Theo3_Question_Final - THEORETICAL PROBLEM No. 3 WHY ARE...

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THEORETICAL PROBLEM No. 3 WHY ARE STARS SO LARGE? The stars are spheres of hot gas. Most of them shine because they are fusing hydrogen into helium in their central parts. In this problem we use concepts of both classical and quantum mechanics, as well as of electrostatics and thermodynamics, to understand why stars have to be big enough to achieve this fusion process and also derive what would be the mass and radius of the smallest star that can fuse hydrogen. Figure 1. Our Sun, as most stars, shines as a result of thermonuclear fusion of hydrogen into helium in its central parts. USEFUL CONSTANTS Gravitational constant = 11 10 7 . 6 - × = G m 3 kg -1 s 2 Boltzmann´s constant = 23 10 4 . 1 - × = k J K -1 Planck’s constant = 34 10 6 . 6 - × = h m 2 kg s -1 Mass of the proton = 27 10 7 . 1 - × = p m kg Mass of the electron = 31 10 1 . 9 - × = e m kg Unit of electric charge = 19 10 6 . 1 - × = q C Electric constant (vacuum permittivity) = 12 0 10 9 . 8 - × = ε C 2 N -1 m -2 Radius of the Sun = 8 10 0 . 7 × = S R m Mass of the Sun = 30 10 0 . 2 × = S M kg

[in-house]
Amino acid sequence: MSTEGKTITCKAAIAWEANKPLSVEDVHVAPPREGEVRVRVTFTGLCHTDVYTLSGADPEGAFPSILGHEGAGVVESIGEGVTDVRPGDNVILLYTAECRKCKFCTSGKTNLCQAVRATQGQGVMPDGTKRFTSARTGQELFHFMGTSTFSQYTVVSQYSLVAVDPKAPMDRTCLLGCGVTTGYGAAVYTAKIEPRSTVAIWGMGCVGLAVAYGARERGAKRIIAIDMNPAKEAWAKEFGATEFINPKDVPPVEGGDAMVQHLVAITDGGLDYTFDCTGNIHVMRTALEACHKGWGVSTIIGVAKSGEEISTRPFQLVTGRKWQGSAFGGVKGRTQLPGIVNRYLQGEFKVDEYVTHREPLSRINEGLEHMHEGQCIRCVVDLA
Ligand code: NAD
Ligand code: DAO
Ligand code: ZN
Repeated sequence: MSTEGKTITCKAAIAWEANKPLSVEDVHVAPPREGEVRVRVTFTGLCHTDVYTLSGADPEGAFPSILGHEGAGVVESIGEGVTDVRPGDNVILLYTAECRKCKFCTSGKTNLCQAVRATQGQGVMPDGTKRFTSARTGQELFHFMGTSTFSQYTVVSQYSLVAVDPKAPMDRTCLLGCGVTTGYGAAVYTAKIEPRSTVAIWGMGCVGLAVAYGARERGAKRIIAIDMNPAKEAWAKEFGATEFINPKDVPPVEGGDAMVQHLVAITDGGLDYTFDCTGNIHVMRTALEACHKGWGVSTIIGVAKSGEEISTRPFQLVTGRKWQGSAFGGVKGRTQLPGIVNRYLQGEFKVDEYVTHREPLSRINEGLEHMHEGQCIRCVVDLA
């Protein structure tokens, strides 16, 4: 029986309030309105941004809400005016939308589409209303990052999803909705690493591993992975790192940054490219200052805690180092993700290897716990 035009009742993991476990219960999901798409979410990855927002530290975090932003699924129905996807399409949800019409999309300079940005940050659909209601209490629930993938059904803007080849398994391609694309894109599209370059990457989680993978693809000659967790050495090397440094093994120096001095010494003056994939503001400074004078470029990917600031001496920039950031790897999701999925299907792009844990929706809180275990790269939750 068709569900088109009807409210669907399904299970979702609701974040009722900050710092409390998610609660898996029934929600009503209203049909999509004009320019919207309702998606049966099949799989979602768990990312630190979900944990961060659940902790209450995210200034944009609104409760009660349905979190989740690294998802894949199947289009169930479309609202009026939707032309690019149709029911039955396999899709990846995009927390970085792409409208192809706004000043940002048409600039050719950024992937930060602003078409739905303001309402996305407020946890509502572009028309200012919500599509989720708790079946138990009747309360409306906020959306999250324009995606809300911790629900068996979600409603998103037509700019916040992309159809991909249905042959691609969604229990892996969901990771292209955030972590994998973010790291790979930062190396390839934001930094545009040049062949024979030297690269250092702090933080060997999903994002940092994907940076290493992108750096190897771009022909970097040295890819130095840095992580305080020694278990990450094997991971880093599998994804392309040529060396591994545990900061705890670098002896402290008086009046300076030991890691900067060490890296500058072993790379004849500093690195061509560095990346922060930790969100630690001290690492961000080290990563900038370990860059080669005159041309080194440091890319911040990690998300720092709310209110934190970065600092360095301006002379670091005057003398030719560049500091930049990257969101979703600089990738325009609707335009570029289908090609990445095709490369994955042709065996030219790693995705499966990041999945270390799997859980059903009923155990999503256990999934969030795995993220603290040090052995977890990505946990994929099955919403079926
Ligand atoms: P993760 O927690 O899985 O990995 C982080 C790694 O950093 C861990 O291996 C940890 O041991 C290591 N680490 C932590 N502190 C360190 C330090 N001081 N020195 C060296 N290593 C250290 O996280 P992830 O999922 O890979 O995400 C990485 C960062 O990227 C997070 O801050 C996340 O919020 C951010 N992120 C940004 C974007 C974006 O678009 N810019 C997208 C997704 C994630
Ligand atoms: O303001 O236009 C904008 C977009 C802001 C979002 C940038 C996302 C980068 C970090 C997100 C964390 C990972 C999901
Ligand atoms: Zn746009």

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1. A classical estimate of the temperature at the center of the stars. Assume that the gas that forms the star is pure ionized hydrogen (electrons and protons in equal amounts), and that it behaves like an ideal gas. From the classical point of view, to fuse two protons, they need to get as close as 15 10 - m for the short range strong nuclear force, which is attractive, to become dominant. However, to bring them together they have to overcome first the repulsive action of Coulomb’s force. Assume classically that the two protons (taken to be point sources) are moving in an antiparallel way, each with velocity rms v , the root-mean-square (rms) velocity of the protons, in a one- dimensional frontal collision. 1a
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This note was uploaded on 11/08/2011 for the course PHYS 0000 taught by Professor Na during the Spring '11 term at Rensselaer Polytechnic Institute.

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Theo3_Question_Final - THEORETICAL PROBLEM No. 3 WHY ARE...

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